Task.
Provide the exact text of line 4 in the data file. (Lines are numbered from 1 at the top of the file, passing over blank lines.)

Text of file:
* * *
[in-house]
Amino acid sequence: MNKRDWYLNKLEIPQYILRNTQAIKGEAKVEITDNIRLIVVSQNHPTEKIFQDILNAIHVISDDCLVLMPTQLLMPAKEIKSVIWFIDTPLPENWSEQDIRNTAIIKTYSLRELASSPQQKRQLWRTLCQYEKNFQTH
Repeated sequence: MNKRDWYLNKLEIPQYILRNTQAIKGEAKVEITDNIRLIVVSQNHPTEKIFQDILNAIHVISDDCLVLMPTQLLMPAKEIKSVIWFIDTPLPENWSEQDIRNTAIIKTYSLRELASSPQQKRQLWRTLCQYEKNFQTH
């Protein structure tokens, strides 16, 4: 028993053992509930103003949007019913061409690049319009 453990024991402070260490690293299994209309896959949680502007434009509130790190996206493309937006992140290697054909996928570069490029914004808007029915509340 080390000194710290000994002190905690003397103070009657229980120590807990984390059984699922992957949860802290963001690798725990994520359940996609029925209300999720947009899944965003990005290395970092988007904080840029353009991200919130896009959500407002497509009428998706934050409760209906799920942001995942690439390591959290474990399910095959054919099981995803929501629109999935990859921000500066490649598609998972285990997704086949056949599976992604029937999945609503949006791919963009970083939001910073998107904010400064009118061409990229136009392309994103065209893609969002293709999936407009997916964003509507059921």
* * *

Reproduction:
């Protein structure tokens, strides 16, 4: 028993053992509930103003949007019913061409690049319009 453990024991402070260490690293299994209309896959949680502007434009509130790190996206493309937006992140290697054909996928570069490029914004808007029915509340 080390000194710290000994002190905690003397103070009657229980120590807990984390059984699922992957949860802290963001690798725990994520359940996609029925209300999720947009899944965003990005290395970092988007904080840029353009991200919130896009959500407002497509009428998706934050409760209906799920942001995942690439390591959290474990399910095959054919099981995803929501629109999935990859921000500066490649598609998972285990997704086949056949599976992604029937999945609503949006791919963009970083939001910073998107904010400064009118061409990229136009392309994103065209893609969002293709999936407009997916964003509507059921």